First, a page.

Manseeb Khan: [00:22:40] Yeah. No, I agree with you. The biggest... Yeah, I mean, that's one of the biggest obstacle or hurdle of like figure is your why, right. Like granted like in podcasts, in life, in business, or what may have you, like, just figuring out why we're this, who we're doing this for is the biggest thing. You brought up a good point, podcast like profile. I don't think that's going to be a term that I think they're going to start using dramatically in the coming future of podcasting, because I don't think when people are launching a podcast, I mean, I don't think they're really keeping the end listener in mind. You know, like it's very similar to marketing, very similar to sales of like, you know, what's your customer persona? What's your customer profile or do they look like what are the sound like? What do they do? How do they shop? How do they buy? Very similar when it comes to podcasting. And a lot of people I think they make the mistake, which I've done personally of like they'll look at like really big podcasts like Joe Rogan or like Tim Ferris or what have you. And they have since there since a brand name so big, their audience is a lot wider. You have people like on Rogan, you have people that are fighters to hunters, to neuroscientists, to philosophers, to everybody. But they feel like an indie the podcast. Your stuff's really not for everybody. I think that and I don't think a lot of people consider that at all.

 

Fatima Zaidi: [00:23:50] Yeah, I would definitely agree with that, and you're right, I think Joe Rogan's target audience for his podcast are essentially white males, like he's very clear on who his target audience is. And that's great. That's great that he has a very specific niche. I am definitely not listening to Joe Rogan, but I love podcasts like... Yeah, look, I love podcasts with a lot of diversity that include diverse programming, for example. And so I would say that those are more of the shows that I typically gravitate towards. But yeah, I mean, like I would say, again, being hyper clear about who it is that you're trying to target. And yeah, if you are looking to promote your products or services, doing it in a way that's extremely tasteful and doesn't come across as salesy and promotional because that's not what podcasting is for.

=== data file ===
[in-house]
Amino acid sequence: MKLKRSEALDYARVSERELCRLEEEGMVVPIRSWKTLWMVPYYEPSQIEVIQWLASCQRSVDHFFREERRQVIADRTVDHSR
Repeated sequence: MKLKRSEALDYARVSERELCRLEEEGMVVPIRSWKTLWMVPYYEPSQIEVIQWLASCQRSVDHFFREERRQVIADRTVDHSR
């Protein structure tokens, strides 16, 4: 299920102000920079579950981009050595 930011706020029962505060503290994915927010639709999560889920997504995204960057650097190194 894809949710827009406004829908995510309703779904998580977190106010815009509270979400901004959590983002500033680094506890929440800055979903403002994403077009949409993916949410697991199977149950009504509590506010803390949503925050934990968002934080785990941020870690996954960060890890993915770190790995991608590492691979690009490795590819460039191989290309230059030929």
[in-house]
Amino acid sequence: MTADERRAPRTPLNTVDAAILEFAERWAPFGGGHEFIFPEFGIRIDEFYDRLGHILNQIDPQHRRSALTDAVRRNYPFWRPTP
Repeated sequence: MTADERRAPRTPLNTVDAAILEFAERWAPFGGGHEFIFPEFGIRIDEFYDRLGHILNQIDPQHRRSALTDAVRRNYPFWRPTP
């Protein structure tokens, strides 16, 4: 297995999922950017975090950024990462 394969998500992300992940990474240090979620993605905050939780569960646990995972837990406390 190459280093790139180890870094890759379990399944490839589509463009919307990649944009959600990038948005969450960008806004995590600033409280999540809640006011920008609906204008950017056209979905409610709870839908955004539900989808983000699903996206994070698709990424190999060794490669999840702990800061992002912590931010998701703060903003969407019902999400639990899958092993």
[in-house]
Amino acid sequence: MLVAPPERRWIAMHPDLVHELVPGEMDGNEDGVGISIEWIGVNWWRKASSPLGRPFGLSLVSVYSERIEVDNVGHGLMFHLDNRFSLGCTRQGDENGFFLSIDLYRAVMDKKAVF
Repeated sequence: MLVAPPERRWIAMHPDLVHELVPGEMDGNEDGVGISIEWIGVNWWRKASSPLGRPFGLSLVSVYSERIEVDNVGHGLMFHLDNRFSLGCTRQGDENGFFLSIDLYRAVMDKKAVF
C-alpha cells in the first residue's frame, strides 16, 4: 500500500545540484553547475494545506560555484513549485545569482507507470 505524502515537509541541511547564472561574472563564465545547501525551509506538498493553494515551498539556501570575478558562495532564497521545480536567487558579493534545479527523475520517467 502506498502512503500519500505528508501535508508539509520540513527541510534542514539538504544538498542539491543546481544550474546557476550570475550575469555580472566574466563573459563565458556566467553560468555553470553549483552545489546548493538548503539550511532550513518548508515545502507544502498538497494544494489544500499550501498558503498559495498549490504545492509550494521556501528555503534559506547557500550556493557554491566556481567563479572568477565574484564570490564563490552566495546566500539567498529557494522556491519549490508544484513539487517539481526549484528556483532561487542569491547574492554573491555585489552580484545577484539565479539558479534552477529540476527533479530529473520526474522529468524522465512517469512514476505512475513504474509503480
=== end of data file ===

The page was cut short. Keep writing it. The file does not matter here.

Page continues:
Manseeb Khan: [00:24:42] Yeah, no, not at all. You definitely you definitely want to have your podcasts to be a sales pitch because nobody likes big sales pitches. I'm a salesperson. I hate hearing sales pitches. Like leave me alone.

 

Fatima Zaidi: [00:24:52] So the best way to be a salesperson is to not be a salesperson.

 

Manseeb Khan: [00:24:57] Yeah, it's everyone makes that mistake. I mean they'll learn. Everyone will learn and it's a matter of same. So, I mean, so you've got a good point. You know, you like to listen to episodes or so you like listening to shows that have more of that diversity. I mean, what do I mean by very diverse? What I mean, like what advice would you give to, like, female founders, I guess more specifically, like like diverse female founders? Like, is there anything that you, I guess, either listen to from a podcast that you kind of carry over into your business or something that you read in a book? What advice would you give to younger up and coming female founders?